Well, the ham is soaked, boiled, roasted (see photo) and - yes we've tasted a piece - that was a couple of hours ago and we're still here to tell the tale! Tastes lovely, but lacks the deep pinky red colour of bought ham or bacon. I'm not too bothered about that - the main thing is we aren't going to be eating all those ghastly chemicals they list on the labels of bacon joints!
We have frozen half the pork joint after the soaking stage (we bought slightly too big a piece) and so we will have some more in the new year. If you want the recipe, it's HERE. Happy Frugal Christmas!
Well, we're nearly there - 5 more days for you to NOT spend your hard-earned cash! So hold your nerve (and your wallet) and think clearly. Don't run out to the shops every 5 minutes like a mad thing and spend another £50 or more! Make a coffee, sit down, take a pen and pad and think calmly about Christmas. What do you need Christmas Eve? Once you've bought/made your presents and wrapped them, and if no-one is visiting, you just need a quick supper, a satsuma or 3, some chocolate and a stiff drink! (With a bit of good telly thrown in!). Of course, you could go down the pub and get legless - but that's not very frugal is it? The shops are really only shut on Christmas day, so mentally check through your menu from Christmas breakfast to bedtime and list what you and your guests will eat and drink. Don't go mad with tea-time food - most people will still be too stuffed from lunch, to eat much in the evening. We are planning a games evening with some guests, with only a few crisps and nibbles and a few cubes of assorted cheeses and savouries. I think I've got enough of those, plus some drinks, nuts and fruit for Boxing Day and leftover Christmas lunch to munch on - and the odd mince pie. Do not buy every expensive "Christmassy" offering in the supermarket, just in case one of your guests may ask for it! If Great Aunt Polly wants walnuts pickled in Madeira wine or whatever, well, that's tough - I'm sure you'll have plenty of other goodies to offer. Look on the bright side - by the time you venture out to the shops on the day after Boxing Day, everything you need will probably be reduced anyway! Happy Frugal Christmas!
Well, I'm in the process of trying this out! It's a recipe from Hugh Fearnley-Whittingstall which uses only salt water (brine) and some spices. Okay, you may say it's not frugal - but when I checked out the huge vacuum packed, chemical laden lumps of gammon in my local supermarket, a piece slightly smaller than mine (with bone in) was over £20. I ordered a half a leg of pork from my butcher, tunnel boned (that means taken out from a hole downwards in order to leave the shape of the leg) and I told him I was going to salt it myself. He looked a little surprised - perhaps it really is very difficult and I just don't know it - yet! Our pork weighs about 4 kilos (and cost £20 but is enough for 2 Christmas dinners!) and so we have to salt it for around 16 days and we have it steeping in its pink (garden) tub in the corner of our cold kitchen! We checked it out today and it doesn't smell rancid yet! We did hit a problem with the amount of brine and our bucket- the recipe says 2 litres and of course the pork must be covered when it is in the bucket - ours wasn't, so we eventually needed to do 5 litres! Our ham is due out the day before Christmas eve, so I'll let you know how it turns out - find out more at Happy Frugal Christmas!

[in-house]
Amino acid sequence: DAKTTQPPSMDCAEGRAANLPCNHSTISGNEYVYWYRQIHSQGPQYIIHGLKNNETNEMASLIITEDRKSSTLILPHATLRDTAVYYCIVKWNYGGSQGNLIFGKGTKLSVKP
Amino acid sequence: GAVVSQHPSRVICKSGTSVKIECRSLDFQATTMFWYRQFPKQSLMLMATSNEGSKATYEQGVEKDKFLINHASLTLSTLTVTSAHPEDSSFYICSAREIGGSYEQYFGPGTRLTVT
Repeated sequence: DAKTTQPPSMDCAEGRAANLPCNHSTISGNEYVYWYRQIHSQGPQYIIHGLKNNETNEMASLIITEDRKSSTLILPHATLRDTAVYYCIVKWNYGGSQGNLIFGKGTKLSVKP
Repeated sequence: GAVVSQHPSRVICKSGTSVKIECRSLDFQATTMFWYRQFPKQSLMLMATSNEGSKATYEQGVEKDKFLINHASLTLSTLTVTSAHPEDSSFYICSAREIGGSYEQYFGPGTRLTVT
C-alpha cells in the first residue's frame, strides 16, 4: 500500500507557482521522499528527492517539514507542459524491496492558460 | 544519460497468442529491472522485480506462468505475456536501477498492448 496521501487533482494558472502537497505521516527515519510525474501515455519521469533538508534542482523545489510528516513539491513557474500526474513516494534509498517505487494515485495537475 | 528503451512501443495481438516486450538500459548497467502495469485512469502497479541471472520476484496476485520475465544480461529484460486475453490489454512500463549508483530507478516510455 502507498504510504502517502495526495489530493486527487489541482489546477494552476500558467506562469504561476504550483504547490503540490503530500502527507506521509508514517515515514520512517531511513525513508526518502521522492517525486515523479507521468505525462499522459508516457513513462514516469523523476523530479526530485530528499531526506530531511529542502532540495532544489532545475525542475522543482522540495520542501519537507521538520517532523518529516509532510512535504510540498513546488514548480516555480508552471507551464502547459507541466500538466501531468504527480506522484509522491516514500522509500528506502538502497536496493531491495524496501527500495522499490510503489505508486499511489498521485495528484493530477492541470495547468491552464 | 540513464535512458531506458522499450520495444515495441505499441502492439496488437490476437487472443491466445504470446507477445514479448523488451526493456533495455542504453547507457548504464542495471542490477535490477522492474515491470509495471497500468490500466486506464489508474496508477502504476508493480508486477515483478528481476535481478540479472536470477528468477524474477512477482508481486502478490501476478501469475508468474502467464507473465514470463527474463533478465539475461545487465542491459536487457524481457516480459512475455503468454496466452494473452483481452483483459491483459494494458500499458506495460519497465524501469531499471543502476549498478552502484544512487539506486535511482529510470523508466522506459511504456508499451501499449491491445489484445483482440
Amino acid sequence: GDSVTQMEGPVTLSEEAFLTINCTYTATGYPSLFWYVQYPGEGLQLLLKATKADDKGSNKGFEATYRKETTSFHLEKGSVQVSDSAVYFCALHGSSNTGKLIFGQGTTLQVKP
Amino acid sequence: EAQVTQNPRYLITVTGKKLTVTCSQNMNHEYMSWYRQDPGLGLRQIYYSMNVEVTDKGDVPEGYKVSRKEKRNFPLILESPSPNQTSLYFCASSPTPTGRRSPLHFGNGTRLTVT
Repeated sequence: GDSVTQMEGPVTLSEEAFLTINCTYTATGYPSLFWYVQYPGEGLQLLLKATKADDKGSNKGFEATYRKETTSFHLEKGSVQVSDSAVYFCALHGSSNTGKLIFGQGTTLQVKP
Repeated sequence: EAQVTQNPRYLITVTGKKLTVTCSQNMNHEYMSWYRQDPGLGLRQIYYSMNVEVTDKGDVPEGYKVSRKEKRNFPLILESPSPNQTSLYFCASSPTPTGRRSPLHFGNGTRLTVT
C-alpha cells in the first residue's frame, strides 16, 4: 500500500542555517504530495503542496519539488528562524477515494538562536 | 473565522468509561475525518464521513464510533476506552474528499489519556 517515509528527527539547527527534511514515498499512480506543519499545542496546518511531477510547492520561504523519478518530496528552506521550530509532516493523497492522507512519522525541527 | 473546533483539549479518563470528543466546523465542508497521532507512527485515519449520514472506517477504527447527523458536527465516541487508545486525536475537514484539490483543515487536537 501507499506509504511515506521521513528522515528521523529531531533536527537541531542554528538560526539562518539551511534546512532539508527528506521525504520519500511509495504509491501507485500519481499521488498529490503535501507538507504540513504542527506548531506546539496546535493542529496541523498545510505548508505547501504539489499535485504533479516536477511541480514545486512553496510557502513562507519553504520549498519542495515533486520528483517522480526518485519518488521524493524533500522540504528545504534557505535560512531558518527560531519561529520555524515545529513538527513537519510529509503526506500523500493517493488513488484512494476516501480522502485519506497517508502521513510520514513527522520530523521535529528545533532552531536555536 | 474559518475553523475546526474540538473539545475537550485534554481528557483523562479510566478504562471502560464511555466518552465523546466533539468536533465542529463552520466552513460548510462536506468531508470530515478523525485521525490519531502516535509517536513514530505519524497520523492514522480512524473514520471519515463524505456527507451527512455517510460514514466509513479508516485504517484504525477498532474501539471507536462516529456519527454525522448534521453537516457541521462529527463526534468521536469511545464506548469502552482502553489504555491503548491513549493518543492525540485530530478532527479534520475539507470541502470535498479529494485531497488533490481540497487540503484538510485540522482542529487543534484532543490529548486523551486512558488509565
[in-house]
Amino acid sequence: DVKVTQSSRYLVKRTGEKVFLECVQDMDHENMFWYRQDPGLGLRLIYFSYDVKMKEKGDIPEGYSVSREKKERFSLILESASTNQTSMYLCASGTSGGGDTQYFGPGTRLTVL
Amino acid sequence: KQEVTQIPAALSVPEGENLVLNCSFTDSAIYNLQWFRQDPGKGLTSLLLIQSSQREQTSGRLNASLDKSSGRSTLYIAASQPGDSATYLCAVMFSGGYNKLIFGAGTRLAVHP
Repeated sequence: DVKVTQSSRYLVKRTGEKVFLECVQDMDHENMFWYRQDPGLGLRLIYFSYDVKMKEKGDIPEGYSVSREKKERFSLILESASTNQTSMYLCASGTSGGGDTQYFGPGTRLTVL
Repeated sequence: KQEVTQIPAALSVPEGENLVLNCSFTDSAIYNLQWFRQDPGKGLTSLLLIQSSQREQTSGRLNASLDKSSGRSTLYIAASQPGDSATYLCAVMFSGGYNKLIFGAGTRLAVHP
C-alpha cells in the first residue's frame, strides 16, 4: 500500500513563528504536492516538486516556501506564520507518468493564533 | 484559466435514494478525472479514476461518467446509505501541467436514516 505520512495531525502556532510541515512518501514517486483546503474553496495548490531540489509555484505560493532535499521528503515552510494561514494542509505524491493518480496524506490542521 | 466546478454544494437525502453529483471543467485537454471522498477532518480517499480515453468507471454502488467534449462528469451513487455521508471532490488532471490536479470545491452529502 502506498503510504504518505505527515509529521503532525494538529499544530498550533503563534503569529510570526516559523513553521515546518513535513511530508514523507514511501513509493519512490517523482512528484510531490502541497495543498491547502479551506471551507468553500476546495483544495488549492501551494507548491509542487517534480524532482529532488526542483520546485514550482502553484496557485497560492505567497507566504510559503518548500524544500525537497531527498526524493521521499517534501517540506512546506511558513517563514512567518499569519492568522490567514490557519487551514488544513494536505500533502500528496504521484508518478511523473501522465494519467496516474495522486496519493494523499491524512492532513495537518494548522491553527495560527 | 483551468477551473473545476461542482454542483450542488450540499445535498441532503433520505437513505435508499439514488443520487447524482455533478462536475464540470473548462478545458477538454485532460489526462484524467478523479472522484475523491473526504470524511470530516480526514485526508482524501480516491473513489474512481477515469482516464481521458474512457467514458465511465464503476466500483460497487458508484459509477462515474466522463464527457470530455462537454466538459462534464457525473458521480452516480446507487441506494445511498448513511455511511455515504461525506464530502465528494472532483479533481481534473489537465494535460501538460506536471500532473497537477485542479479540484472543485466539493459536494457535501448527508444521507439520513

However far you've got with your Christmas shopping, don't be tempted to overspend. Whatever the government says - we, as individuals, cannot spend our way out of recession and if you're anything like me, 2.50% off VAT will not do much to encourage you to buy something you can't afford anyway! Make sure that, whatever the new year has to bring, you do not have a staggering credit card bill to deal with. These are uncertain times and the three Rs (recession, redundancy, repossession) are already being banded about on TV, in the papers and on the radio. We will hear soon whether we are officially in recession - of course we already know the answer to that! But make sure, whatever you do, that you have as little ongoing debt as possible. Dropping interest rates will mean that any savings we have in banks and building societies will earn very little, so decide how much of your "nest egg" you can afford to use (keeping some rainy day money aside if you can!) to beat down your debts - then do it.Buy only what you need, save up for it - an old-fashioned idea, but, nevertheless, a good one and use credit only in an extreme emergency. Spending other people's money always costs us dearly.